Now I grew up in the public school system, and I only knew one family that homeschooled. And let me tell you, they were weird. Yes, they were the epitome of homeschooling weirdness. You know the type, they dressed funny and kept to themselves on a farm.
So naturally I assumed that all homeschooling families were weird, until I went to graduate school. It was there, in my very first class on philosophy, that I sat next to a man who was witty and smart and didn’t dress like a ninny. I was shocked to learn that he was homeschooled, all through high school no less.
A few years later I found myself married and settled in a strange, new city. I didn’t know anyone, and I was lonely. But a kind, homeschool mom of 7 invited me over to her home. In fact, she’d let me come over to her home any time to just hang out, and I was so thankful. Later, she invited my husband and I to join their weekly rosary group, which we did.
It was at this time that we started rethinking homeschoolers. For here was a group of six families, all homeschoolers, that found time to pray together every week. They took the faith seriously. They were all active in their parishes. Their children were kind to my children. They themselves were fun to be around and have discussions with. It was a true oasis–a monastery in the midst of a crooked and perverse generation.
It wasn’t long, and we were hooked, and as you know, we homeschool.
And Now For a Rant
Yeah, we homeschool. We homeschool like Greek Spartans. Except that instead of training our boys to become hardened warriors for the State, we train them to become masculine warriors for Christ. Instead of instructing our girls to become tenacious women, we instruct them to become virtuous heroines for our King.
There’s an old Spartan saying that goes like this, “Come back with your shield or on it.” This meant that you better be victorious in that battle or don’t bother coming back. I appreciate this maxim. Certainly it’s brutal, but I’m tired of mediocrity, and I’m tired of settling for less.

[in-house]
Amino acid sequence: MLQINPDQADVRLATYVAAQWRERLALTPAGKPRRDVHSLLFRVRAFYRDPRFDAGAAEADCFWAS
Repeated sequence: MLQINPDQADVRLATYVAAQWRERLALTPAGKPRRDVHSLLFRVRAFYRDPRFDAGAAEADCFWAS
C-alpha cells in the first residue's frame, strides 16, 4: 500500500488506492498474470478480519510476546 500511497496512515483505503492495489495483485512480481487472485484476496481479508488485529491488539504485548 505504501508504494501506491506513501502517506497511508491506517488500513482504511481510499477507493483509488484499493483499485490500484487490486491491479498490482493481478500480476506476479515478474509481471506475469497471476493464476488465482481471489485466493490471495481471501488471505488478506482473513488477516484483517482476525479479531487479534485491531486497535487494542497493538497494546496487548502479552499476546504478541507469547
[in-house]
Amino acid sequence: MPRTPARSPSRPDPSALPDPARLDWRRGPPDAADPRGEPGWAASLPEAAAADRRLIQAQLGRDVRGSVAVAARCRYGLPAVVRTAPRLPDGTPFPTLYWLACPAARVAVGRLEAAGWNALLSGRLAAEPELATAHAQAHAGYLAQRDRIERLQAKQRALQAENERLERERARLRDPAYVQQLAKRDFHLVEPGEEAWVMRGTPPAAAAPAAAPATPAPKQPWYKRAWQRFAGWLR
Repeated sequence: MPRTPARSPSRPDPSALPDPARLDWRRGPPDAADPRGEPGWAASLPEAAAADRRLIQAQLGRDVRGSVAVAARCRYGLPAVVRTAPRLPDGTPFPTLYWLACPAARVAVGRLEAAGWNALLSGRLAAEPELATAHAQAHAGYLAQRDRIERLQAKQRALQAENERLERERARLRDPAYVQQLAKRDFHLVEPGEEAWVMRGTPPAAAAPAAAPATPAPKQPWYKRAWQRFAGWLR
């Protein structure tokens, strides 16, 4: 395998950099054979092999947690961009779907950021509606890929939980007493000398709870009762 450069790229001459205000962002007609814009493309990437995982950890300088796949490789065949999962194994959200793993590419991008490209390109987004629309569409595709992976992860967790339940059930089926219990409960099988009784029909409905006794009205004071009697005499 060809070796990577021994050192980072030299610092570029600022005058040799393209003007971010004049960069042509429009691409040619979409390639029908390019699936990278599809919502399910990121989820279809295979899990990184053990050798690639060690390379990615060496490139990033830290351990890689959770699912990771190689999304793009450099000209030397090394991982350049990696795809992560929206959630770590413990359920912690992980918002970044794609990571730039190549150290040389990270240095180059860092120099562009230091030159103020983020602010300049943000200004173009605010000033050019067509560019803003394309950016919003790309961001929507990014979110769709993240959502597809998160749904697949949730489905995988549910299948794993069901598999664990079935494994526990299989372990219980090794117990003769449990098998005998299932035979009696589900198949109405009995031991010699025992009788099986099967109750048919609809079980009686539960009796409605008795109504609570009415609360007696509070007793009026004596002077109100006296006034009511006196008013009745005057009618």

Let me give you an example. 13 years ago, when my husband and I first moved out to western North Dakota, we walked into the local Cathedral and were astounded. I naively didn’t realize that cathedrals could be built so ugly. I had just spent 6 years studying art history and traveling all around Italy and Greece and had never seen anything so…boxy, so bare, so disordered, so…ugly. I looked at the stained glass windows. I couldn’t figure out what they meant. I looked for the tabernacle. It was nowhere to be seen.
The worst part is, I felt bad. Everyone around me, including the priests, were trying to tell me that it was beautiful. I even had one priest give me a booklet on the stained glass windows, which attempted to explained them. He insisted that I read it.
And I tried. Honestly, I tried. But let’s get real and call a spade a spade. That building is ugly, and the whole point of stained glass windows is to tell a story to the illiterate, and those windows fail.
Which leads me to homeschooling. I’m tired of apologizing for homeschooling. Look, all around me I see Mass attendance declining and Catholic schools closing. But guess what isn’t declining or closing? Catholic homeschools. We’re on the rise. In fact, our Catholic coop is so big that we have waiting lists to get in. And most of our families are young families. And they’re having babies.
You want to know the advantages of homeschooling?
- We don’t give a damn about sports. Yes, they’re good, and yes, we like playing them, but get real. I’m tired of all the emphasis on sports.
- We’re serious about our academics. I have a 6-year-old that can tell you all 46 books of the Old Testament. My 8-year-old can recite The Charge of the Light Brigade. My 10-year-olds can decline nouns in Latin. My 12-year-old can write a 2 page essay on whatever. Yes, there are schools out there that get it too, but so do we.
- Christ comes first, and we mean it. We’re not just paying lip service here. It’s all about Him. We begin our day with Him, we attempt to walk all day with Him, and we end our day with Him. Prayer permeates everything we do.
- Our children have to help out. Of course homeschooling isn’t perfect. In fact, I’m still trying to figure out a way to take Sick Days. And I’d really like to get myself a Lunch Lady and a Janitor. I guess the children will just have to help out and grow in virtue.
- We get thrown under the bus all the time, and it forces us to be sharp. Shoot, even our bishop throws us under the bus! (Click HERE for that one.) How many times have I heard, “If you would just send us your kids to our school, it would be so much better.” Yes, it would be, and thank you for the compliment, but there’s a reason why our children would improve the atmosphere. It’s because they’ve been taught at home.
Now I wish I didn’t have to say this, but I know some of you will misunderstand me, so I’ll say it anyway. I am glad that diocesan, Catholic schools exist. They are a good thing. I’m just tired of pretending that homeschooling isn’t a good thing too.
To all you homeschoolers out there, take heart! Keep homeschoolin’ it like a Spartan. Or better yet, as Dr. Taylor Marshall says, “Be the Maccabee.” And if you don’t know what that means, go read both books of Maccabees. Or, if you’re pressed for time, just read my favorite, 2 Maccabees 7.